Job descriptions are interesting things. Most of them are self-explanatory. For example, a haircutter cuts hair, a pilot flies planes and a car mechanic fixes cars. But what’s the job description of a kids magician?
Most people say a kids magician’s primary job is to fool people. They do fool people, but so do politicians; and watching magic shows is much more fun than watching them at work. A magician is doing more than simply fooling others. For example, what if the audience watching a magician had no idea how he accomplished his illusions but he mumbled a lot. And he never looked at the crowd. And he moved awkwardly around the stage. Hmmm…. The audience may feel like they had just watched some puzzles they couldn’t figure out but that’s about all. Something would seem to be missing although the conjuror fulfilled the task of fooling people.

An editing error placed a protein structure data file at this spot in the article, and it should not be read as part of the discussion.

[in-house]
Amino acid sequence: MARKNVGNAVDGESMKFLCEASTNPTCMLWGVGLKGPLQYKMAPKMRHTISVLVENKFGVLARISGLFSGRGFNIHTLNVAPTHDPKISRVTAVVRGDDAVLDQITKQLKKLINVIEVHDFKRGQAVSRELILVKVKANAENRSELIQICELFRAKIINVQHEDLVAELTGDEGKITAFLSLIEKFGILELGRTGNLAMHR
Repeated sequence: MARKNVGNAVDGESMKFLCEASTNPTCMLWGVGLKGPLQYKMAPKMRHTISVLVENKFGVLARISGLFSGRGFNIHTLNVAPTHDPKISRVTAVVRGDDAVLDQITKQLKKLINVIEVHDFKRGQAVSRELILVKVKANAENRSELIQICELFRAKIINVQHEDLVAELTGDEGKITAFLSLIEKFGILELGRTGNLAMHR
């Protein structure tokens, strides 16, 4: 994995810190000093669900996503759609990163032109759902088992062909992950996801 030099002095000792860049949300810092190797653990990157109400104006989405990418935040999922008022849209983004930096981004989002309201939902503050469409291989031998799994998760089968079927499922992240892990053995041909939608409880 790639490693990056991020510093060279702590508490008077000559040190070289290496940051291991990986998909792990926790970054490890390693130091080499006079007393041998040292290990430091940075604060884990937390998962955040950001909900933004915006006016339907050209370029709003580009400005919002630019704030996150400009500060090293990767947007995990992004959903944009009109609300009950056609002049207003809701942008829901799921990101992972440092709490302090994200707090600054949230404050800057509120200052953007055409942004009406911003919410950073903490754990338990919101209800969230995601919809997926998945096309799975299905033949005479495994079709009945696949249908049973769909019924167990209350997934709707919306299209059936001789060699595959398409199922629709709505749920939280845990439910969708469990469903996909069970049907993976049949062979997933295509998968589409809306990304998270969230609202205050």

I think a better job description is: A magician entertains people with things that look impossible. The key word here is “entertains.” Magician Paul Harris uses the term “the art of astonishment.” A magician entertains people using the art of astonishment. Now we’re getting closer.
And magician Michael Ammar uses the concept of pushing wonder buttons to describe what a magician does. That sounds more like it! When people file out of a David Copperfield show, they’re not just shaking their heads wondering how Mr. Copperfield was able to deceive them so badly, but they’ve been truly entertained.
And some deeper part of them has been satisfied. They’ve taken a journey together into their imaginations and experienced the wonder of a different world. Even more than that, they’ve had their wonder buttons pushed. So how about this for a magician’s job description: A magician is a wonder worker.